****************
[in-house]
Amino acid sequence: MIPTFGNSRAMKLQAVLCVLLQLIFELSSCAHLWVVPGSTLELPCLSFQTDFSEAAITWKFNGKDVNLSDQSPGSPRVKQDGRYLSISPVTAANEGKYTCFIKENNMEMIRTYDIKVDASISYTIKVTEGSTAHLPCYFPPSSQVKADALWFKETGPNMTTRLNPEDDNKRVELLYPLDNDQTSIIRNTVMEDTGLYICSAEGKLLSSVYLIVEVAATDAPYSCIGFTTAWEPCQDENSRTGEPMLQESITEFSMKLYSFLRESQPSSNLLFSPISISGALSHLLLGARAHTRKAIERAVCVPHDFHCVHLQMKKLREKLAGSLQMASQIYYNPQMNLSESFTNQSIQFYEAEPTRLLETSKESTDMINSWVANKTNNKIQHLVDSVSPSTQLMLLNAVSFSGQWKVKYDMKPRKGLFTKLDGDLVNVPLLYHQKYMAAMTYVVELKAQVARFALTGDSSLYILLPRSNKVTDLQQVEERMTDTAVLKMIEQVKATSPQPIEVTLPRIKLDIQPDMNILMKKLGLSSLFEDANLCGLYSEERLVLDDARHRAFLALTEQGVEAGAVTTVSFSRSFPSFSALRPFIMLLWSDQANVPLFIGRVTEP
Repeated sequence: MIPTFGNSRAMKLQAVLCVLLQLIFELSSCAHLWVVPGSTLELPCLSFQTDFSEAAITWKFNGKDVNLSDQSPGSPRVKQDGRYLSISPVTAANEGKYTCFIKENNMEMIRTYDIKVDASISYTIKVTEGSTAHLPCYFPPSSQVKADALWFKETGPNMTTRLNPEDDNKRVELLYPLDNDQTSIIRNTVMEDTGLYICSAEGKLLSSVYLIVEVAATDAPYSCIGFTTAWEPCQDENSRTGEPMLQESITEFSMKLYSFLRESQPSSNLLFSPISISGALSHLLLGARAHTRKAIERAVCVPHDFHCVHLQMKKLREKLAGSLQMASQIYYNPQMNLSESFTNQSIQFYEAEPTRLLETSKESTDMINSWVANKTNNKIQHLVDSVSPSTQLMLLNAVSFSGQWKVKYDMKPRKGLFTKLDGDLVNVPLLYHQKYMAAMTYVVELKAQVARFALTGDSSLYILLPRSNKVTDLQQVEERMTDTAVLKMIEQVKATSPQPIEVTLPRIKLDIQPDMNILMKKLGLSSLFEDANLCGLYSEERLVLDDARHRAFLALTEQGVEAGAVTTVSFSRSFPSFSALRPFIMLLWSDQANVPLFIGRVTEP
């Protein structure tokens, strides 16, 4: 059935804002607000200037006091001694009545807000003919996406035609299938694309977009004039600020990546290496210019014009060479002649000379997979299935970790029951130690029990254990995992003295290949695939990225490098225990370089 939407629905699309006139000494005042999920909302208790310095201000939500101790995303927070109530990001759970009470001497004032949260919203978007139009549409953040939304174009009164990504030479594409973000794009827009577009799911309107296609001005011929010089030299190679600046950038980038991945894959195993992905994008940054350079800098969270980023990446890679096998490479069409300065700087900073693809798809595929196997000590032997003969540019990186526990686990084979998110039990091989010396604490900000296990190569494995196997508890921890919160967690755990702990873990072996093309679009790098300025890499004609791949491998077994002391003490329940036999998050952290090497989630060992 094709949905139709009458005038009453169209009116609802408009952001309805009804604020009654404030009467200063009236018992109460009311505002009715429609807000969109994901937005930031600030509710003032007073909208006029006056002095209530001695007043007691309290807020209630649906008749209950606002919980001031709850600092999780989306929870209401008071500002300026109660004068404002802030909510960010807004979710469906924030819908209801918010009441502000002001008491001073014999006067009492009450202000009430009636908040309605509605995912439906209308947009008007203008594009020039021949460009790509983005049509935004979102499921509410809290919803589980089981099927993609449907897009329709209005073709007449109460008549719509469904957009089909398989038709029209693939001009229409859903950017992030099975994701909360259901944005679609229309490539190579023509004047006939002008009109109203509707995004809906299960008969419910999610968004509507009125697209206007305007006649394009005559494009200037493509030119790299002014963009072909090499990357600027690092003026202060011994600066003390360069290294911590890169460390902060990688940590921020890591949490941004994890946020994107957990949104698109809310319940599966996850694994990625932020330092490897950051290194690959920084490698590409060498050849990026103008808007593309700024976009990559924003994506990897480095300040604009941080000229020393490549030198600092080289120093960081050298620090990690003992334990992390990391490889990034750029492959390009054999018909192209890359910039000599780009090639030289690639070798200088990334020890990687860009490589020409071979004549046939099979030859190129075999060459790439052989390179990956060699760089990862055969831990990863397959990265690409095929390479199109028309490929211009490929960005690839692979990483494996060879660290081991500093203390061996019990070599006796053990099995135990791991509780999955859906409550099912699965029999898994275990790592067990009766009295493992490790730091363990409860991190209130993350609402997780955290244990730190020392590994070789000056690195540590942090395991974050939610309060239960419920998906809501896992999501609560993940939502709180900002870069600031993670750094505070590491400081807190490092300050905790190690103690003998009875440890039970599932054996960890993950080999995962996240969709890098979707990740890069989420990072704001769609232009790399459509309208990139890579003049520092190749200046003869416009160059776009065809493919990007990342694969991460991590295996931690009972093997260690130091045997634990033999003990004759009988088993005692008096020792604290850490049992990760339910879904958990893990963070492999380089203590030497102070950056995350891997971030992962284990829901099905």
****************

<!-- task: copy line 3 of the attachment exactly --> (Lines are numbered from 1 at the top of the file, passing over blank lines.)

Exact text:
Repeated sequence: MIPTFGNSRAMKLQAVLCVLLQLIFELSSCAHLWVVPGSTLELPCLSFQTDFSEAAITWKFNGKDVNLSDQSPGSPRVKQDGRYLSISPVTAANEGKYTCFIKENNMEMIRTYDIKVDASISYTIKVTEGSTAHLPCYFPPSSQVKADALWFKETGPNMTTRLNPEDDNKRVELLYPLDNDQTSIIRNTVMEDTGLYICSAEGKLLSSVYLIVEVAATDAPYSCIGFTTAWEPCQDENSRTGEPMLQESITEFSMKLYSFLRESQPSSNLLFSPISISGALSHLLLGARAHTRKAIERAVCVPHDFHCVHLQMKKLREKLAGSLQMASQIYYNPQMNLSESFTNQSIQFYEAEPTRLLETSKESTDMINSWVANKTNNKIQHLVDSVSPSTQLMLLNAVSFSGQWKVKYDMKPRKGLFTKLDGDLVNVPLLYHQKYMAAMTYVVELKAQVARFALTGDSSLYILLPRSNKVTDLQQVEERMTDTAVLKMIEQVKATSPQPIEVTLPRIKLDIQPDMNILMKKLGLSSLFEDANLCGLYSEERLVLDDARHRAFLALTEQGVEAGAVTTVSFSRSFPSFSALRPFIMLLWSDQANVPLFIGRVTEP